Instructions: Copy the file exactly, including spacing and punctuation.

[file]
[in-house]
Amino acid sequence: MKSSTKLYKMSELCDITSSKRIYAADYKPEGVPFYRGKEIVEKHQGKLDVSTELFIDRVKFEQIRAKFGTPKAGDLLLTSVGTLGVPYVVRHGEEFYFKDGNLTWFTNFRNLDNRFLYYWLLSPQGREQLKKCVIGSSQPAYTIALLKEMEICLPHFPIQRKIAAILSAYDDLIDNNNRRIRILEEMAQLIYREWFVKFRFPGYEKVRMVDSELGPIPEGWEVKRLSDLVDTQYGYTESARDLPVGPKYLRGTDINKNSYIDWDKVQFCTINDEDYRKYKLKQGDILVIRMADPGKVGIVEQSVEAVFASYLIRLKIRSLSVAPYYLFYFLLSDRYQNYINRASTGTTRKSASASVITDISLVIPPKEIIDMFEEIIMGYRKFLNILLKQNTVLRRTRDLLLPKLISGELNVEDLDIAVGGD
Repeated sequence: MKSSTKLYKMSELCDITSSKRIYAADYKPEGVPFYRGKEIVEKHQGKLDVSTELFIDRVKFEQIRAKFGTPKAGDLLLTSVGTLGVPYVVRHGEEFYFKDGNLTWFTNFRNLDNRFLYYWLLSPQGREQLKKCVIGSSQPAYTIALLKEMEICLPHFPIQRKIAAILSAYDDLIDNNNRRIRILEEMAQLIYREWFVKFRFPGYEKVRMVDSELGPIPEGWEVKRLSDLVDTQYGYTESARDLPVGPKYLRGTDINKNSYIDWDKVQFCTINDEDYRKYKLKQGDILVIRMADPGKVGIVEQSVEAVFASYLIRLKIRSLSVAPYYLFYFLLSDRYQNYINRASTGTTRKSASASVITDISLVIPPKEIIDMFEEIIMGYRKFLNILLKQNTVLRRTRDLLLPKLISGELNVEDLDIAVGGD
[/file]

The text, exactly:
[in-house]
Amino acid sequence: MKSSTKLYKMSELCDITSSKRIYAADYKPEGVPFYRGKEIVEKHQGKLDVSTELFIDRVKFEQIRAKFGTPKAGDLLLTSVGTLGVPYVVRHGEEFYFKDGNLTWFTNFRNLDNRFLYYWLLSPQGREQLKKCVIGSSQPAYTIALLKEMEICLPHFPIQRKIAAILSAYDDLIDNNNRRIRILEEMAQLIYREWFVKFRFPGYEKVRMVDSELGPIPEGWEVKRLSDLVDTQYGYTESARDLPVGPKYLRGTDINKNSYIDWDKVQFCTINDEDYRKYKLKQGDILVIRMADPGKVGIVEQSVEAVFASYLIRLKIRSLSVAPYYLFYFLLSDRYQNYINRASTGTTRKSASASVITDISLVIPPKEIIDMFEEIIMGYRKFLNILLKQNTVLRRTRDLLLPKLISGELNVEDLDIAVGGD
Repeated sequence: MKSSTKLYKMSELCDITSSKRIYAADYKPEGVPFYRGKEIVEKHQGKLDVSTELFIDRVKFEQIRAKFGTPKAGDLLLTSVGTLGVPYVVRHGEEFYFKDGNLTWFTNFRNLDNRFLYYWLLSPQGREQLKKCVIGSSQPAYTIALLKEMEICLPHFPIQRKIAAILSAYDDLIDNNNRRIRILEEMAQLIYREWFVKFRFPGYEKVRMVDSELGPIPEGWEVKRLSDLVDTQYGYTESARDLPVGPKYLRGTDINKNSYIDWDKVQFCTINDEDYRKYKLKQGDILVIRMADPGKVGIVEQSVEAVFASYLIRLKIRSLSVAPYYLFYFLLSDRYQNYINRASTGTTRKSASASVITDISLVIPPKEIIDMFEEIIMGYRKFLNILLKQNTVLRRTRDLLLPKLISGELNVEDLDIAVGGD